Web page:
What I’m reading: Alastair Reynolds – Pushing Ice

On today’s menu, some more “hard” science fiction, this time from a British writer (interestingly enough, the best British sci fi writers these days seem to stem from the edges of the United Kingdom – though while Banks, McLeod and Stross all come from Scotland, Reynolds apparently is a Welshman).

Alastair Reynolds, Pushing Ice

https://i1.wp.com/www.fantasticfiction.co.uk/images/n28/n140676.jpgNot unlike Greg Egan, whose Diaspora I was reading recently, Reynolds likes to think and write on a grand scale, the scope of his novels often encompassing entire galaxies and thousands of years. Unlike Egan, however, Reynolds still attempts to tell a story, and one that involves characters that are recognizably human (however far they might have evolved from their origins). He does not always succeed in either (in fact, he has specific recurrent problems both with characterisation and narrative structure, but I’ll come to that later), but for all his flaws his novels and stories are among the most fascinating reads in current science fiction.

All of Reynold’s novels before this one consist of parallel narrative threads that appear unconnected at first, but then interweave as the story progresses. Pushing Ice departs from that model, though it does contain a rudimentary version of it,  in the form of the prologue that takes place several thousands years after the start of the novel’s action and ends on a cliffhanger that only gets resolved several hundred pages later.  This is quite a deft maneuvre, as it keeps the reader’s interests up, while the plot proper of Pushing Ice starts out rather unassumingly, with the crew of the spaceship Rockhopper mining the asteroid belt in the year 2057. However, they are soon called away from that task and sent in pursuit of the Saturn moon Janus that has suddenly decided to shed most of it’s ice crust and leave its orbit, bound on leaving the solar system behind.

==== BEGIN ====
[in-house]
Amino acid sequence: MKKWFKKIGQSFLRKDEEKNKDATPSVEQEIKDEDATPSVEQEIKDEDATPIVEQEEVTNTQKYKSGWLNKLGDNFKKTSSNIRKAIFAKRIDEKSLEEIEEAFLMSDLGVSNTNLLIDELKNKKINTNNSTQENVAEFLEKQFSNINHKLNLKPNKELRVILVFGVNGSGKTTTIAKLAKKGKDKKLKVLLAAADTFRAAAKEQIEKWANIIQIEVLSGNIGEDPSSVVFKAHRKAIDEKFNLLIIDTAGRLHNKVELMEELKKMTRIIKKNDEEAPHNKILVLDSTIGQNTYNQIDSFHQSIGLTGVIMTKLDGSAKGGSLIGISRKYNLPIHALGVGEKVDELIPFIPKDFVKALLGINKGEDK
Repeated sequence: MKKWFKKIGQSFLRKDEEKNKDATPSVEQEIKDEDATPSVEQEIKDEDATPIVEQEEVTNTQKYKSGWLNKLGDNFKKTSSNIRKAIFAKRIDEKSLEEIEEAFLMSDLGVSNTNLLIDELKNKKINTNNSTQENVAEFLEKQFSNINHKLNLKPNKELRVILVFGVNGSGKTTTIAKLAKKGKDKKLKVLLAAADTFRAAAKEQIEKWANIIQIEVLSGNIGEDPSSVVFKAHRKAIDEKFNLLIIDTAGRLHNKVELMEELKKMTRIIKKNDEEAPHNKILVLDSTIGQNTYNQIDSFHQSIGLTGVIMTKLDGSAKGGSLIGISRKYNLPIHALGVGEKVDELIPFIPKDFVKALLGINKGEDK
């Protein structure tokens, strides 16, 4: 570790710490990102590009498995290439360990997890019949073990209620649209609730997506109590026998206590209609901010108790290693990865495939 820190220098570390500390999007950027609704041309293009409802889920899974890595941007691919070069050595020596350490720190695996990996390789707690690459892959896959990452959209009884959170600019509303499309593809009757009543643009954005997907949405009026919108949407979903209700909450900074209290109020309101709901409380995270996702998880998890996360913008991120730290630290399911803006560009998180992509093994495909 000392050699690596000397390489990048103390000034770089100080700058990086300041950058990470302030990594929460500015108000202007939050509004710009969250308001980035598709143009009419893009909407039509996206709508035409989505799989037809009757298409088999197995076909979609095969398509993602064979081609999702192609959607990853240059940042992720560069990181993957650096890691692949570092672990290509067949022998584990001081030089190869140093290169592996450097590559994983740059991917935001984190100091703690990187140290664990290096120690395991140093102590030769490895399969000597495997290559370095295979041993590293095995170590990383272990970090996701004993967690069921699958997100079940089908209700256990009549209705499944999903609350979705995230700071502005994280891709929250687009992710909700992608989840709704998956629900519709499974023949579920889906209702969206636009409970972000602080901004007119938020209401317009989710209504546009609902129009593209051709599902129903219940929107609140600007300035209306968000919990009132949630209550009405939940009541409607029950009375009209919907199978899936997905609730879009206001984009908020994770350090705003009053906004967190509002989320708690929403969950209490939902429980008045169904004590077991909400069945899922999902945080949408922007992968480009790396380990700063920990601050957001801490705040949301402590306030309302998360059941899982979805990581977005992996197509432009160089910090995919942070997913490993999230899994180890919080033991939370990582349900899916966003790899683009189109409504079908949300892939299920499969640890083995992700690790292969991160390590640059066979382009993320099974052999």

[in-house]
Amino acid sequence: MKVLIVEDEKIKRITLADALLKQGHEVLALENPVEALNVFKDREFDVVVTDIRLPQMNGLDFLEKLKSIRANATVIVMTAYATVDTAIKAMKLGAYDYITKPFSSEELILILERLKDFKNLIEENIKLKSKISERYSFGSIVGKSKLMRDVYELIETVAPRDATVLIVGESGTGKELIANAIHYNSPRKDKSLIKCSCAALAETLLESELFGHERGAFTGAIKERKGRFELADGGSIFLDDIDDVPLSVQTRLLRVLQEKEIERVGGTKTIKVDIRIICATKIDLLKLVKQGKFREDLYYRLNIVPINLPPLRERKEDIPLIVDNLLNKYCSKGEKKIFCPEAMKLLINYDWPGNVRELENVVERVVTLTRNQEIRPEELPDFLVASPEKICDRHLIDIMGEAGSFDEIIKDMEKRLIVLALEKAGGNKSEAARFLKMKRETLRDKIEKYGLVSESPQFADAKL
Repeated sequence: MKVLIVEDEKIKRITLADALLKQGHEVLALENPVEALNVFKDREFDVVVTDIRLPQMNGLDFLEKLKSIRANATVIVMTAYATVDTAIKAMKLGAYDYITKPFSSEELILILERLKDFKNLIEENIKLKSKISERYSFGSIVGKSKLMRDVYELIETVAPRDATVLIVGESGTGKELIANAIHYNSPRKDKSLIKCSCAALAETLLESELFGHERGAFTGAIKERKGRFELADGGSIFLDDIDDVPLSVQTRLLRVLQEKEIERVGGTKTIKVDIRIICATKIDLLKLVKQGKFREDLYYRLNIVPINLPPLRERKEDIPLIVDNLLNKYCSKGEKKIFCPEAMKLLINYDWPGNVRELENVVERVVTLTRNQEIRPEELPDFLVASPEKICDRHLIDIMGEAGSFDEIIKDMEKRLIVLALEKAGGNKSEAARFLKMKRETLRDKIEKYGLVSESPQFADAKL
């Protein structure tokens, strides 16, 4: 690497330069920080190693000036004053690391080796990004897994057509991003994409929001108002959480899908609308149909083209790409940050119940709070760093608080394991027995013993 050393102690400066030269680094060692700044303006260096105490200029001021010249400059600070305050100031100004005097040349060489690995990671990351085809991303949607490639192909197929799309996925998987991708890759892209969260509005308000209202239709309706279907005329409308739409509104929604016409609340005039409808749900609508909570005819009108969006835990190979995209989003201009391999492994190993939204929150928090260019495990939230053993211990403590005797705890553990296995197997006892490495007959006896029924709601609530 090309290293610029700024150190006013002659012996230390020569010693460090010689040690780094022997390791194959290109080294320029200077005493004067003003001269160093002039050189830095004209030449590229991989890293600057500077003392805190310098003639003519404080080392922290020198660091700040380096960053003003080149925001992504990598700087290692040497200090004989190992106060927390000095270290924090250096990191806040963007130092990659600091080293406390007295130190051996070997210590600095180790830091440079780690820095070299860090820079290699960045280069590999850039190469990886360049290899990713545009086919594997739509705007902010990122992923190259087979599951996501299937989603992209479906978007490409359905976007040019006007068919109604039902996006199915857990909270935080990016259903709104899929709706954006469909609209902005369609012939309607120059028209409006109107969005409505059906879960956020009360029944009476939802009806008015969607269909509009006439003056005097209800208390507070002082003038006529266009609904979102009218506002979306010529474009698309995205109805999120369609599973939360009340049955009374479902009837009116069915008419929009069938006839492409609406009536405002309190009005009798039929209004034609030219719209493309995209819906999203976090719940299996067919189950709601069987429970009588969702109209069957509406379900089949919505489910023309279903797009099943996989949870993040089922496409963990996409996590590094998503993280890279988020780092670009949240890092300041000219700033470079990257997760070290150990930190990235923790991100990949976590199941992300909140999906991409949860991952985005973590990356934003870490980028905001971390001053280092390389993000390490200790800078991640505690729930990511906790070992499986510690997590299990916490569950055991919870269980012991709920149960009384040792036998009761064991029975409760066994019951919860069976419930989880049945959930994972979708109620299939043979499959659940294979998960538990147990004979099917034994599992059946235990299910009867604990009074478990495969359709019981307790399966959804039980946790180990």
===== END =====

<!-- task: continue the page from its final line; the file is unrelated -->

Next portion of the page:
To everyone who read Rendezvous with Rama or any similar novel, the errant moon of course has “Big Dumb Object” written all over it, and so it comes as not much of a surprise when the Rockhopper’s crew find themselves stranded on what is quite obviously an alien artifact. This is only the beginning of their voyage, though, and it will take them over vast distances, into a far away future, and into an encounter with two alien races that are among the most credibly alien I have encountered in any work of science fiction this side of Solaris (which in it depiction of an utterly alien intelligence is still the standard everything else will have to measure up to). And Reynolds unfolds an impressive array of ideas in front of reader, wrapped in a story that for the most part is for the most a part an absolute page-turner.

The humans’ struggle for survival in an alien environment serves as background for the novel’s central conflict between the Rockhopper’s captain Bella Lind and her former friend and later adversary Svetlana Borghesian, and at the same time is at its core, in so far as both women vie for leadership of what becomes effectively a human colony on Janus. In earlier novels by this author, it was all too obvious that the protagonists’ characters were subservient to the needs of the plot, and while Pushing Ice still is not quite free of that, in particular where Reynolds’ treatment of minor characters is concerned, he does overall a pretty convincing job with Bella and Svetlana, making the plot character-driven rather than the other way around.

On the downside, it appeared to me that his writing style – which in its best moments has a sort of dark glint to it, a black sleekness Reynolds  often ascribes to the machinery featuring in his novels – is overall rather more bland than usual in this one. Also, he does not manage quite as well with his other recurring weakness – his apparant incapability (or is it unwillingness?) to bring any of his novels to a satisfying conclusion. Pushing Ice is not as frustrating as Absolution Gap in this respect, but when the humans finally leave Janus after an action-packed finale, the novel ends with pretty much nothing resolved.

But even though I couldn’t help gritting my teeth at the disappointing ending, everything considered it was an enjoyable and in parts mind-boggling ride – and there’s still The Prefect and House of Suns, both of which I have not read yet, plus two story collections that are also on my to-be-read-some-time-soon shelf.

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